HAMMOND, Ind.— A former northwestern Indiana nose surgeon who disappeared while vacationing in Greece and was captured five years later on an Italian mountainside has pleaded guilty to 22 counts of health care fraud, his second attempt at a plea deal.
Mark Weinberger pleaded guilty on Monday before U.S. District Judge Philip Simon, who in April 2011 rejected a plea agreement that called for Weinberger to serve a four-year prison sentence. At that time, Simon said he wasn't confident the sentence took into account the magnitude of Weinberger's crimes.
"I'm virtually certain I'm going to accept the plea agreement," Simon said Monday.
The new agreement sets a prison term limit of 10 years. If Simon doesn't agree, Weinberger could withdraw his guilty plea. The Post-Tribune of Merrillville reported Tuesday that federal prosecutors are asking Simon to sentence Weinberger to between three years and 10 months in prison and four years and nine months.
Weinberger has reserved the right to argue for a sentence of about two and half to three years.
Weinberger admitted to Simon on Monday that he had fraudulently billed insurance companies in each of the 22 counts he was originally charged with. He objected, though, to some statements assistant U.S. attorney Diane Berkowitz made about his crimes, noting he admits only that he lied in each case.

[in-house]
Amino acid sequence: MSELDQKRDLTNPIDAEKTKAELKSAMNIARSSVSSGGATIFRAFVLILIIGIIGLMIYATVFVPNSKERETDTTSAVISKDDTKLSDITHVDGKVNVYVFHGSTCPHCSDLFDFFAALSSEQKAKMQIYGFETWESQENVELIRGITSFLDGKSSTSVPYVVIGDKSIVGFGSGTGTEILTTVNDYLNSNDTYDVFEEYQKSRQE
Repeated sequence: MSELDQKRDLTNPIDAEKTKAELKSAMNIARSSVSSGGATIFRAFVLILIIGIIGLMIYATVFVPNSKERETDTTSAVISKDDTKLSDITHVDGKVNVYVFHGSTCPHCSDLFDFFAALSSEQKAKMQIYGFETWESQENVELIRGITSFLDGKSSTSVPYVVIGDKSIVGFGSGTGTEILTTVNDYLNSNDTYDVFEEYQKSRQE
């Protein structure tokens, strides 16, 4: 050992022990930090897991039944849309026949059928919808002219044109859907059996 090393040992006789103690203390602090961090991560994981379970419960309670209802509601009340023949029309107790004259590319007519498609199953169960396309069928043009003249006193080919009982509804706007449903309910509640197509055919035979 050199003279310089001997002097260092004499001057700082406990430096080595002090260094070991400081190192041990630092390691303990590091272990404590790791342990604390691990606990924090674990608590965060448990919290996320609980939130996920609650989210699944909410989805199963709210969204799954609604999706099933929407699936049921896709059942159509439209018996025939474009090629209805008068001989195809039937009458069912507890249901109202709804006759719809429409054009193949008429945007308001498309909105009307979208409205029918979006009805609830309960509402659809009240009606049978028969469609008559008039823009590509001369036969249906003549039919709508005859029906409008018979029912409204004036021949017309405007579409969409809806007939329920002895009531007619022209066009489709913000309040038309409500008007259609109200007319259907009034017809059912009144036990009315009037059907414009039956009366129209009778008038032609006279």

"If this plea agreement is rejected and I have to go to trial, I have to be very careful about what I say," Weinberger told Simon.
Weinberger was reported missing in 2004 after his wife, Michelle, said she woke up aboard a 79-foot powerboat in Mykonos where they had been vacationing and discovered he was gone. She later reported his credit cards had been used in the French Riviera.
Soon after, dozens of malpractice lawsuits were filed. He became the target of an international dragnet after he was indicted in December 2006 by a federal grand jury on charges he overbilled insurance companies for procedures that were either not needed or sometimes never performed.
He was captured in December 2009 camping on a snowy Italian mountainside.
The plea agreement Monday calls for Weinberger to pay restitution to the insurance companies he fraudulently billed and to the patients for any money they spent. That is in attrition to several civil claims that he has been ordered to pay, including $13 million that a Lake County jury awarded to the family of one of Weinberger's former patients who died from cancer. The jury found that he should have detected the cancer and didn't.
Weinberger's federal attorney, Vivaldis Kupsis, said Monday that he was not involved in the civil cases. However, he said that he does expect Weinberger will be able to pay the criminal restitution.
"Dr. Weinberger is an intelligent guy," he said. "I expect him to still lead a productive life."
Sentencing is scheduled for Oct. 12.